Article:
From the second floor to the first platform of the flight of stairs were fourteen steps with seven inch risers and ten inch treads with a nose on each tread of one and one quarter inches. The first platform was about eight feet long and the full width of the stairs was five feet and three eighths inches in the clear. Descending from the platform were two steps similar to the fourteen and then there was a turn of a quarter of a circle which was made by three steps called winders, radiating from a post, the three steps coming to a point at the post and filling the quarter circle at about the same width as that of the other stairs. The step from which the plaintiff fell, being the first winder, varied from a point at the post to a width of two feet and eight inches, five feet and three eighths of an inch from the post. After the three winders came three steps leading down to another platform and from that platform down to the floor of the store were four more steps similar to the fourteen previously described. There was a hand rail down the left hand side of the stairs, and about one foot from the corner was a brass railing about two inches in diameter. At the left of the lower platform of the steps near the ceiling was a large arc electric light, which the plaintiff said that she looked at just an instant before the time of the accident and that it was rattling and flickering. At a point about two feet from the ceiling and about ten inches in front of a perpendicular drop from the ceiling to the first winder was a pasteboard sign about two and a half feet long and eight inches wide on which was written "Keep to the right." People on the stairway were coming up on what was the right hand side of the plaintiff and as she descended she went down on the left hand side. She came down to the first landing and looked at the stairs as she was about to descend and they appeared to her all right and she started down holding on to the brass rail. After taking one or two steps down she put her left foot out to step upon the step and found that only her heel was supported; that she fell, still holding on to the hand rail, went down to the next platform and from there to the floor.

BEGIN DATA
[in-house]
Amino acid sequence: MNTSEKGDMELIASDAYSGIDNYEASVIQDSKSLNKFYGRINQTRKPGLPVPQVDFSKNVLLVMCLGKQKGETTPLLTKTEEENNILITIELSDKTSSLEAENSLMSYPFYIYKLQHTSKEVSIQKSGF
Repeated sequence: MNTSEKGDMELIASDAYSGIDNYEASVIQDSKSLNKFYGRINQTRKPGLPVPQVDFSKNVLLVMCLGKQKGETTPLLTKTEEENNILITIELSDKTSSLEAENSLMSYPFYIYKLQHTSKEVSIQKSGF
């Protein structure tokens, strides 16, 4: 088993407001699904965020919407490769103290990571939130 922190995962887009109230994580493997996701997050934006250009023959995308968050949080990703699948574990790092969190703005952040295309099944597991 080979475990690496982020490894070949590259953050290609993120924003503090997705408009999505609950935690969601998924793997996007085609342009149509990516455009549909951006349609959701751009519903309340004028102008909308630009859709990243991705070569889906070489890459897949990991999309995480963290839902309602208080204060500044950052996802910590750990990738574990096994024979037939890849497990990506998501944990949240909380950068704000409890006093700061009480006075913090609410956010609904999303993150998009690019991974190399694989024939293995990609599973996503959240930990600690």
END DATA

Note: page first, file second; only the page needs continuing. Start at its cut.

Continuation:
The plaintiff offered to show, as bearing upon the question of her due care, that the brilliant light in its position dazzled her eyes and that consequently the stairs, which she was looking at at the time, failed to show the narrow part where she fell. The
judge excluded the evidence, and the plaintiff excepted. This evidence also was offered as showing one of the conditions immediately surrounding the stairway which rendered the place dangerous.
The plaintiff further offered to show by expert testimony that stairs, such as were found there and under conditions such as were found there, were not regarded as safe in a store where large throngs of people constantly were going up and down. The judge refused to admit the opinions of the expert and limited him to describing the architectural features and the conditions. To this the plaintiff excepted.
At the close of the evidence the judge ruled that the plaintiff had shown no negligence on the part of the defendant, and ordered a verdict for the defendant. The plaintiff alleged exceptions.
H. C. Long, for the plaintiff.
J. A. Lowell, (J. Lowell with him,) for the defendant.
SHELDON, J. We find nothing in the evidence which could warrant a finding of any fault or negligence in the defendant. The staircase was of ordinary construction, winding in a manner which is well known and in common use in stores and office buildings. It was not in any respect out of repair. The steps were of proper kind and form. That the place was well lighted did not show any negligence; it might have tended to show negligence if it had not been. Marwedel v. Cook, 154 Mass. 235 . The brass railing was an additional precaution for safety. The case resembles McIntire v. White, 171 Mass. 170 .
The expert testimony that such stairs under such conditions "were not regarded as safe" was clearly incompetent. The testimony that the plaintiff's eyes were dazzled by the light and that therefore she failed to see the narrow part of the tread on which she fell had no tendency to show negligence in the defendant. Its utmost effect would be to indicate due care or the absence of negligence on her part; and that is not the point on which she fails. She was not aggrieved by the exclusion of this testimony.
The verdict for the defendant was rightly ordered.